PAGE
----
Camp 5 at the US Military’s Prison in Guantanamo Bay, Cuba. © AFP / Thomas WATKINS; (nset) Abu Zubaydah. © Wikipedia
By Kit Klarenberg, an investigative journalist exploring the role of intelligence services in shaping politics and perceptions. Follow him on Twitter @KitKlarenberg At long last, thanks to the testimony of a Palestinian held at Guantanamo Bay, someone might finally be held accountable for the gross human rights violations the agency inflicted on so many with such impunity for years.
In a landmark move, the Biden administration has advised the US Supreme Court that Abu Zubaydah, a Palestinian man who has been in US custody for nearly 20 years, can provide limited testimony for use in a Polish criminal investigation into his torture at a CIA “black site” in that country.
Acting Solicitor General Brian Fletcher has stated that Zubaydah’s testimony will be subject to US national security review, and while he would be permitted to describe his treatment while in CIA custody, “information that could prejudice the security interests” of Washington could be redacted.
Nonetheless, even such truncated scope for disclosure is a seismic development, for Zubaydah has been held incommunicado since his March 2002 capture in Pakistan. Indeed, his CIA torturers specifically sought “reasonable assurances that [Zubaydah] will remain in isolation and incommunicado for the remainder of his life,” in order that their criminal maltreatment remained secret, and they were insulated from prosecution. Such assurances were eagerly granted by Washington.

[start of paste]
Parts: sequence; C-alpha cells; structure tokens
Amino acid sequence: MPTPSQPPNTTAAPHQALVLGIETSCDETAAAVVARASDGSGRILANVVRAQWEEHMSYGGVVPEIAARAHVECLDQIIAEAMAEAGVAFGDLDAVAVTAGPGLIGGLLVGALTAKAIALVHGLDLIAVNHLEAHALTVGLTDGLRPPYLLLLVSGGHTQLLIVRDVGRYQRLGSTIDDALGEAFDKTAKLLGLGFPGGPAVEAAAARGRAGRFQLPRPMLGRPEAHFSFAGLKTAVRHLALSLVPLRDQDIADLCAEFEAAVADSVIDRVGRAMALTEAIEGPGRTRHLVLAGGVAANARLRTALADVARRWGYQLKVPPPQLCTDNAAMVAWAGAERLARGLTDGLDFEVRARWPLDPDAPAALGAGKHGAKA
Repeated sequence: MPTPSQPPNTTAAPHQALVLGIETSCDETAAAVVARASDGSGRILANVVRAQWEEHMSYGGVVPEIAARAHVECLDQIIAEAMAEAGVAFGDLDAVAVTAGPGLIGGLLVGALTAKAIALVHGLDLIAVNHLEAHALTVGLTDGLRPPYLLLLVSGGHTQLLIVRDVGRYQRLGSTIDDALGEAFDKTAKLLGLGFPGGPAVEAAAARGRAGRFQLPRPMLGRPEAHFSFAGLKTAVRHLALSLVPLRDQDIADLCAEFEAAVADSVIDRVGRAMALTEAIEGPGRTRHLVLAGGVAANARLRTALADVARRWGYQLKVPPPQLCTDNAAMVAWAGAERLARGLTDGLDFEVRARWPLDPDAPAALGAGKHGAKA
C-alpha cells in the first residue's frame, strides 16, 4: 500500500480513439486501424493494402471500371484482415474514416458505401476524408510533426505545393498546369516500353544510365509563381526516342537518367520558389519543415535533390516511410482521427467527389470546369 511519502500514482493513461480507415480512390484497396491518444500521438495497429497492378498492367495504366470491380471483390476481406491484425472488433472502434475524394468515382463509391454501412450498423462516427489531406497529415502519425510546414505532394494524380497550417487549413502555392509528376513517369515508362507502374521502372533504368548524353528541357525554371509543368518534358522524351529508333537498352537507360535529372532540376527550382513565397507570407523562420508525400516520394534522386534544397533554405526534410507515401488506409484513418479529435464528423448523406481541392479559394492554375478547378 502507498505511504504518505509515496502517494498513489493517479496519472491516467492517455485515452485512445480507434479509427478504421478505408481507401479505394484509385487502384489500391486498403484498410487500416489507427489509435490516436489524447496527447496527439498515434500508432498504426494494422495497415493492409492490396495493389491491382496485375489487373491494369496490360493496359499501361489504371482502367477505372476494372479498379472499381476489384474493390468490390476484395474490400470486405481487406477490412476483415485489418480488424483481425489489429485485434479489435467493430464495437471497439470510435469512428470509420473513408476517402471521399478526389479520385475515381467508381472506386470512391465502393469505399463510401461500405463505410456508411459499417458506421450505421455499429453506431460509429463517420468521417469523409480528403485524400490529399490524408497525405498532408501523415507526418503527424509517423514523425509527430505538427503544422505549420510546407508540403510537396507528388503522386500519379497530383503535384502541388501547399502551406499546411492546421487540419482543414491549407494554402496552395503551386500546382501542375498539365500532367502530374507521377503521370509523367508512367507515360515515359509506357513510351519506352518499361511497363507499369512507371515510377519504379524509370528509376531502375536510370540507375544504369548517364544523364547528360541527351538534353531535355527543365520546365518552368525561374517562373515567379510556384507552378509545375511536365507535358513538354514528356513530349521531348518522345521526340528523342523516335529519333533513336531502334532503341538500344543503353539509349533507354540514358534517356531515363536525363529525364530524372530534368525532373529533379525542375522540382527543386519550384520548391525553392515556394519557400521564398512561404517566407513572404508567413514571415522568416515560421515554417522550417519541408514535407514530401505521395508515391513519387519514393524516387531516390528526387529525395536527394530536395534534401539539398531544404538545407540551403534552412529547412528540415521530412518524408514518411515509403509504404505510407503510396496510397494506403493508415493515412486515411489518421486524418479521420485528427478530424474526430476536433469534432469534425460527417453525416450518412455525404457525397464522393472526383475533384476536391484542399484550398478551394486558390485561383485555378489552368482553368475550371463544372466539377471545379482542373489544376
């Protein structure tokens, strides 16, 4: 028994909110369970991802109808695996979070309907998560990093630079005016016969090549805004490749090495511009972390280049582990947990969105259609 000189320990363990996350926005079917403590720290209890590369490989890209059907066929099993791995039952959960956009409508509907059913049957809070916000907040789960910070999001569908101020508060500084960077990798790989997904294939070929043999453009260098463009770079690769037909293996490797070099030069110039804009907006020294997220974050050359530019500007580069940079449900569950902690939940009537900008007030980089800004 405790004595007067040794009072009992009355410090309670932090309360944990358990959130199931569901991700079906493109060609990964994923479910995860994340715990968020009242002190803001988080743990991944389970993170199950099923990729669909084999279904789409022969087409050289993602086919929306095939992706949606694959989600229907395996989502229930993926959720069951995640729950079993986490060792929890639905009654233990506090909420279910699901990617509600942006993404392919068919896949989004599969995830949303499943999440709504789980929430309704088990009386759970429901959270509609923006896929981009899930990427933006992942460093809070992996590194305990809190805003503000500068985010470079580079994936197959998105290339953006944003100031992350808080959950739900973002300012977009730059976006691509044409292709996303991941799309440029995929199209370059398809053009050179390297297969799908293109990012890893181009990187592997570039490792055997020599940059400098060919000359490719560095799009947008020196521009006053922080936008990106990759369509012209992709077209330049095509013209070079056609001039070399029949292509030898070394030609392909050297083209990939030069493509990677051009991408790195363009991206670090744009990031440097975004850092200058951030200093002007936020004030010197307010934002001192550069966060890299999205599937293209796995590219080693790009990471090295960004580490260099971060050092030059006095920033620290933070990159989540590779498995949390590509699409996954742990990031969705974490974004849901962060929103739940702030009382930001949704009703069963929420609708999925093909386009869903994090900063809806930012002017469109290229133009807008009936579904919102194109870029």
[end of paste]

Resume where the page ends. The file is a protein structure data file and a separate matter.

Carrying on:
“There is a fairly unanimous sentiment within [headquarters] that [Zubaydah] will never be placed in a situation where [he] has any significant contact with others and/or has the opportunity to be released,” a classified memo declared. “While it is difficult to discuss specifics at this point, all major players are in concurrence that [Zubaydah] should remain incommunicado for the remainder of his life.”
So it was that Zubaydah was moved around an assortment of CIA black sites for four years, and was viciously tortured every step of the way. Among other gruesome acts, he was repeatedly waterboarded, locked in a tiny coffin-like box for hundreds of hours, hung from hooks, denied sleep, and forced to remain in ‘stress positions’ for extended periods – resulting in permanent brain damage and the loss of his left eye – in an attempt to extract information that he didn’t actually possess.
Zubaydah’s arrest was hailed as a major coup at the time, with US officials branding him a major Al-Qaeda financier, a key link between the group’s leader Osama bin Laden and its overseas operational cells, the manager of the camp in Afghanistan where the 9/11 hijackers were purportedly trained, a central figure in every major Al-Qaeda terrorist operation, and “engaged in ongoing terrorism planning against US interests.”
None of this was true. The basis for these lurid, false claims was a CIA psychological assessment of Zubaydah, which was primarily concerned with justifying his vicious abuse – it falsely stated, for example, that he had written Al-Qaeda’s manual on resisting interrogation, arguing that, due to his “incredibly strong resolve, expertise in civilian warfare [and] resistance to interrogation techniques,” torture was the only means by which information could be extracted from him.
Before this abuse commenced, Zubaydah was interviewed by FBI operative Ali Soufan. While he was recovering from life-threatening injuries incurred during his capture by Pakistani intelligence – he had been shot in the thigh, testicles, and stomach with an assault rifle – Soufan treated him well, building rapport and trust. This light-handed approach prompted Zubaydah to open up – he named Khalid Sheikh Mohammed as the “mastermind” of the 9/11 attacks, and described rumors of a “dirty bomb” plot being planned by a US citizen.